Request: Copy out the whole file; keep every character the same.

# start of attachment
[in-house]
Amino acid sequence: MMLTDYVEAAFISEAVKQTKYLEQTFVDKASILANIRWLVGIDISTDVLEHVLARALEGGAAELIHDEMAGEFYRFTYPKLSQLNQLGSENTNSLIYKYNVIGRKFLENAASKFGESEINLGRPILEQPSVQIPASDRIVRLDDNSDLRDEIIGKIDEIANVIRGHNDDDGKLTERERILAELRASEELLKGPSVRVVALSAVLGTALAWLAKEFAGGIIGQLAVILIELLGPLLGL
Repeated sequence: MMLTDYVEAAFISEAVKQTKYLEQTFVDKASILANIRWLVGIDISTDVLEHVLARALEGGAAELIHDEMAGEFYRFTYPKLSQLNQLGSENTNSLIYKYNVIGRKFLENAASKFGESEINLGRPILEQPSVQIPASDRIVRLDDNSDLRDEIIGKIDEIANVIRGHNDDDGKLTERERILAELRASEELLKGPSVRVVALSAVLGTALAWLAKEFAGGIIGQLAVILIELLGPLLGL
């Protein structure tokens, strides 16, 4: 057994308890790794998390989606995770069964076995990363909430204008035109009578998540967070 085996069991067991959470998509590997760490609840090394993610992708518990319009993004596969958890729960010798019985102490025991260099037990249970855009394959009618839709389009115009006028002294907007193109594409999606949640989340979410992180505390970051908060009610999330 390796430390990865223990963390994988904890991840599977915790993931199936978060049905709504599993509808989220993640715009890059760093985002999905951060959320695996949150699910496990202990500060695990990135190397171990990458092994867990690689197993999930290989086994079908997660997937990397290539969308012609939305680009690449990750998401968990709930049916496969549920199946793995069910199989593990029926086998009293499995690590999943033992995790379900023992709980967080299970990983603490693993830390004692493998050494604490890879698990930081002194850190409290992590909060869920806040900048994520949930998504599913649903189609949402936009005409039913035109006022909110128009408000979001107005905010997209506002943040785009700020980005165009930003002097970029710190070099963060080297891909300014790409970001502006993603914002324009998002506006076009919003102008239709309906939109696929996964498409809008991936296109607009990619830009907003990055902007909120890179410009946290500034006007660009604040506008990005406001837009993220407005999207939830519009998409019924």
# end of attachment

[in-house]
Amino acid sequence: MMLTDYVEAAFISEAVKQTKYLEQTFVDKASILANIRWLVGIDISTDVLEHVLARALEGGAAELIHDEMAGEFYRFTYPKLSQLNQLGSENTNSLIYKYNVIGRKFLENAASKFGESEINLGRPILEQPSVQIPASDRIVRLDDNSDLRDEIIGKIDEIANVIRGHNDDDGKLTERERILAELRASEELLKGPSVRVVALSAVLGTALAWLAKEFAGGIIGQLAVILIELLGPLLGL
Repeated sequence: MMLTDYVEAAFISEAVKQTKYLEQTFVDKASILANIRWLVGIDISTDVLEHVLARALEGGAAELIHDEMAGEFYRFTYPKLSQLNQLGSENTNSLIYKYNVIGRKFLENAASKFGESEINLGRPILEQPSVQIPASDRIVRLDDNSDLRDEIIGKIDEIANVIRGHNDDDGKLTERERILAELRASEELLKGPSVRVVALSAVLGTALAWLAKEFAGGIIGQLAVILIELLGPLLGL
């Protein structure tokens, strides 16, 4: 057994308890790794998390989606995770069964076995990363909430204008035109009578998540967070 085996069991067991959470998509590997760490609840090394993610992708518990319009993004596969958890729960010798019985102490025991260099037990249970855009394959009618839709389009115009006028002294907007193109594409999606949640989340979410992180505390970051908060009610999330 390796430390990865223990963390994988904890991840599977915790993931199936978060049905709504599993509808989220993640715009890059760093985002999905951060959320695996949150699910496990202990500060695990990135190397171990990458092994867990690689197993999930290989086994079908997660997937990397290539969308012609939305680009690449990750998401968990709930049916496969549920199946793995069910199989593990029926086998009293499995690590999943033992995790379900023992709980967080299970990983603490693993830390004692493998050494604490890879698990930081002194850190409290992590909060869920806040900048994520949930998504599913649903189609949402936009005409039913035109006022909110128009408000979001107005905010997209506002943040785009700020980005165009930003002097970029710190070099963060080297891909300014790409970001502006993603914002324009998002506006076009919003102008239709309906939109696929996964498409809008991936296109607009990619830009907003990055902007909120890179410009946290500034006007660009604040506008990005406001837009993220407005999207939830519009998409019924």